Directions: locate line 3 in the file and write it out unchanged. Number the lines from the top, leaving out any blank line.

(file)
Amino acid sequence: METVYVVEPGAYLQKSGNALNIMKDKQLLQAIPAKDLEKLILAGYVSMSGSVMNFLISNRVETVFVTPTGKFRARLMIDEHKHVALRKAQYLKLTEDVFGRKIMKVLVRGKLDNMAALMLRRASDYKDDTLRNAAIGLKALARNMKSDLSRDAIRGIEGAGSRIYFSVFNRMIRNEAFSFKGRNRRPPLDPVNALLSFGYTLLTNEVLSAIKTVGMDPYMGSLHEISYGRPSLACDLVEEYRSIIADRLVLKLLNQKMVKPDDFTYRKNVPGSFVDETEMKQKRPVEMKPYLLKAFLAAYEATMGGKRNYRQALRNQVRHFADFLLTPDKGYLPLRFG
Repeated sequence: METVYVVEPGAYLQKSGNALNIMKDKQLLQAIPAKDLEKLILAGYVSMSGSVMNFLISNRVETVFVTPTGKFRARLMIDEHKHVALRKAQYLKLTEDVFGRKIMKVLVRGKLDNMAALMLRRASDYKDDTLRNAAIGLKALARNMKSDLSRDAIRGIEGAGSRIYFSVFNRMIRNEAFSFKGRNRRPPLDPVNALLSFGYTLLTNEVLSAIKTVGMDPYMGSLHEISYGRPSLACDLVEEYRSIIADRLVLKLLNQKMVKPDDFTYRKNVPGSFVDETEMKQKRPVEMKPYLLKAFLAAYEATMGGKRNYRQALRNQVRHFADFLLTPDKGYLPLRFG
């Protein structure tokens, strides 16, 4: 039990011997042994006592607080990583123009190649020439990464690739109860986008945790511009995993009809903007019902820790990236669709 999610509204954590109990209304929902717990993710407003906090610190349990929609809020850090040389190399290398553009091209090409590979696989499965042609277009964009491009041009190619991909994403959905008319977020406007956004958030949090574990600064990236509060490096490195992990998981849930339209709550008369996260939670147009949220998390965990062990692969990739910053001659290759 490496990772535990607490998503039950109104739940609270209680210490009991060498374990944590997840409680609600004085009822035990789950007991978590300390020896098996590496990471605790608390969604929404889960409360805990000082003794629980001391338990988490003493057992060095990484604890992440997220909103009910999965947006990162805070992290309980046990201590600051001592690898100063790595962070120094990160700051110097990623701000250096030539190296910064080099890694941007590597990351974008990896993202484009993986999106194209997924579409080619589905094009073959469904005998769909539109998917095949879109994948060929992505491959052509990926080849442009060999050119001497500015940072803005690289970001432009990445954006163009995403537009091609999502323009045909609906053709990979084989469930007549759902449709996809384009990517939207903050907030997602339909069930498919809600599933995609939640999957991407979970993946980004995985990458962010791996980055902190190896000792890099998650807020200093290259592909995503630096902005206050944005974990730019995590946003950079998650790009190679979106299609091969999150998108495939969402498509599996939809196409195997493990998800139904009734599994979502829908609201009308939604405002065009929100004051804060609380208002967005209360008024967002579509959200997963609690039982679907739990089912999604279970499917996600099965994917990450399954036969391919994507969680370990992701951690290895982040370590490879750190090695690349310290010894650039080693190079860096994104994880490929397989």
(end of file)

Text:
């Protein structure tokens, strides 16, 4: 039990011997042994006592607080990583123009190649020439990464690739109860986008945790511009995993009809903007019902820790990236669709 999610509204954590109990209304929902717990993710407003906090610190349990929609809020850090040389190399290398553009091209090409590979696989499965042609277009964009491009041009190619991909994403959905008319977020406007956004958030949090574990600064990236509060490096490195992990998981849930339209709550008369996260939670147009949220998390965990062990692969990739910053001659290759 490496990772535990607490998503039950109104739940609270209680210490009991060498374990944590997840409680609600004085009822035990789950007991978590300390020896098996590496990471605790608390969604929404889960409360805990000082003794629980001391338990988490003493057992060095990484604890992440997220909103009910999965947006990162805070992290309980046990201590600051001592690898100063790595962070120094990160700051110097990623701000250096030539190296910064080099890694941007590597990351974008990896993202484009993986999106194209997924579409080619589905094009073959469904005998769909539109998917095949879109994948060929992505491959052509990926080849442009060999050119001497500015940072803005690289970001432009990445954006163009995403537009091609999502323009045909609906053709990979084989469930007549759902449709996809384009990517939207903050907030997602339909069930498919809600599933995609939640999957991407979970993946980004995985990458962010791996980055902190190896000792890099998650807020200093290259592909995503630096902005206050944005974990730019995590946003950079998650790009190679979106299609091969999150998108495939969402498509599996939809196409195997493990998800139904009734599994979502829908609201009308939604405002065009929100004051804060609380208002967005209360008024967002579509959200997963609690039982679907739990089912999604279970499917996600099965994917990450399954036969391919994507969680370990992701951690290895982040370590490879750190090695690349310290010894650039080693190079860096994104994880490929397989």